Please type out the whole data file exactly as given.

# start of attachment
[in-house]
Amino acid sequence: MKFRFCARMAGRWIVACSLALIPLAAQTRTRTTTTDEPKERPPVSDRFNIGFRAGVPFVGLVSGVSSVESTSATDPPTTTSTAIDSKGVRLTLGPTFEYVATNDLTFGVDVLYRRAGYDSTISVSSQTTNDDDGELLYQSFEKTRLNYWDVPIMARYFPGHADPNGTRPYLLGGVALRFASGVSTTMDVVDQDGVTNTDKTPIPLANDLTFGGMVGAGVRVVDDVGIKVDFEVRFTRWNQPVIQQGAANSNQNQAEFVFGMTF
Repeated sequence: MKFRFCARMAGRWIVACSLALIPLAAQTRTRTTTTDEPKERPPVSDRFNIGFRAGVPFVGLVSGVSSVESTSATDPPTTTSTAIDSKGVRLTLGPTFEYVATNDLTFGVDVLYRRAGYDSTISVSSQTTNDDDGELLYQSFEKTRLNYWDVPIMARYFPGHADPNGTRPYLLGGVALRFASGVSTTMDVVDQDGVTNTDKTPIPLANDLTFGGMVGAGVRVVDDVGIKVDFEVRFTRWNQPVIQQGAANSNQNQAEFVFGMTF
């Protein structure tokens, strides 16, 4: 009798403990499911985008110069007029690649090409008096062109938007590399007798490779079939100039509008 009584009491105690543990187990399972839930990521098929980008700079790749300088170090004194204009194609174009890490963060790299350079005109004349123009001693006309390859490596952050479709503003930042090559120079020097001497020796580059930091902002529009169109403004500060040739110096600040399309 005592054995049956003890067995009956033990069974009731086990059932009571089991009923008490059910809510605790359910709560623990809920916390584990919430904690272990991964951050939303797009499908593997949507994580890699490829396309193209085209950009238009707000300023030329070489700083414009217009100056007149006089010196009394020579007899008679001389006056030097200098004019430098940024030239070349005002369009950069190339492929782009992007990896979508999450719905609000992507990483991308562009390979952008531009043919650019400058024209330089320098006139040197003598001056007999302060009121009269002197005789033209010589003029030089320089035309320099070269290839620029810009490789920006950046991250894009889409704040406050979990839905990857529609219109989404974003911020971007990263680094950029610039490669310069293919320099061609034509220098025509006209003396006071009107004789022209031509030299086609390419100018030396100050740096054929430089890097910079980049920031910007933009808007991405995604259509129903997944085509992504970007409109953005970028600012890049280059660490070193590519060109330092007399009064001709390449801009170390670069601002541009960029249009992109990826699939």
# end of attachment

[in-house]
Amino acid sequence: MKFRFCARMAGRWIVACSLALIPLAAQTRTRTTTTDEPKERPPVSDRFNIGFRAGVPFVGLVSGVSSVESTSATDPPTTTSTAIDSKGVRLTLGPTFEYVATNDLTFGVDVLYRRAGYDSTISVSSQTTNDDDGELLYQSFEKTRLNYWDVPIMARYFPGHADPNGTRPYLLGGVALRFASGVSTTMDVVDQDGVTNTDKTPIPLANDLTFGGMVGAGVRVVDDVGIKVDFEVRFTRWNQPVIQQGAANSNQNQAEFVFGMTF
Repeated sequence: MKFRFCARMAGRWIVACSLALIPLAAQTRTRTTTTDEPKERPPVSDRFNIGFRAGVPFVGLVSGVSSVESTSATDPPTTTSTAIDSKGVRLTLGPTFEYVATNDLTFGVDVLYRRAGYDSTISVSSQTTNDDDGELLYQSFEKTRLNYWDVPIMARYFPGHADPNGTRPYLLGGVALRFASGVSTTMDVVDQDGVTNTDKTPIPLANDLTFGGMVGAGVRVVDDVGIKVDFEVRFTRWNQPVIQQGAANSNQNQAEFVFGMTF
């Protein structure tokens, strides 16, 4: 009798403990499911985008110069007029690649090409008096062109938007590399007798490779079939100039509008 009584009491105690543990187990399972839930990521098929980008700079790749300088170090004194204009194609174009890490963060790299350079005109004349123009001693006309390859490596952050479709503003930042090559120079020097001497020796580059930091902002529009169109403004500060040739110096600040399309 005592054995049956003890067995009956033990069974009731086990059932009571089991009923008490059910809510605790359910709560623990809920916390584990919430904690272990991964951050939303797009499908593997949507994580890699490829396309193209085209950009238009707000300023030329070489700083414009217009100056007149006089010196009394020579007899008679001389006056030097200098004019430098940024030239070349005002369009950069190339492929782009992007990896979508999450719905609000992507990483991308562009390979952008531009043919650019400058024209330089320098006139040197003598001056007999302060009121009269002197005789033209010589003029030089320089035309320099070269290839620029810009490789920006950046991250894009889409704040406050979990839905990857529609219109989404974003911020971007990263680094950029610039490669310069293919320099061609034509220098025509006209003396006071009107004789022209031509030299086609390419100018030396100050740096054929430089890097910079980049920031910007933009808007991405995604259509129903997944085509992504970007409109953005970028600012890049280059660490070193590519060109330092007399009064001709390449801009170390670069601002541009960029249009992109990826699939």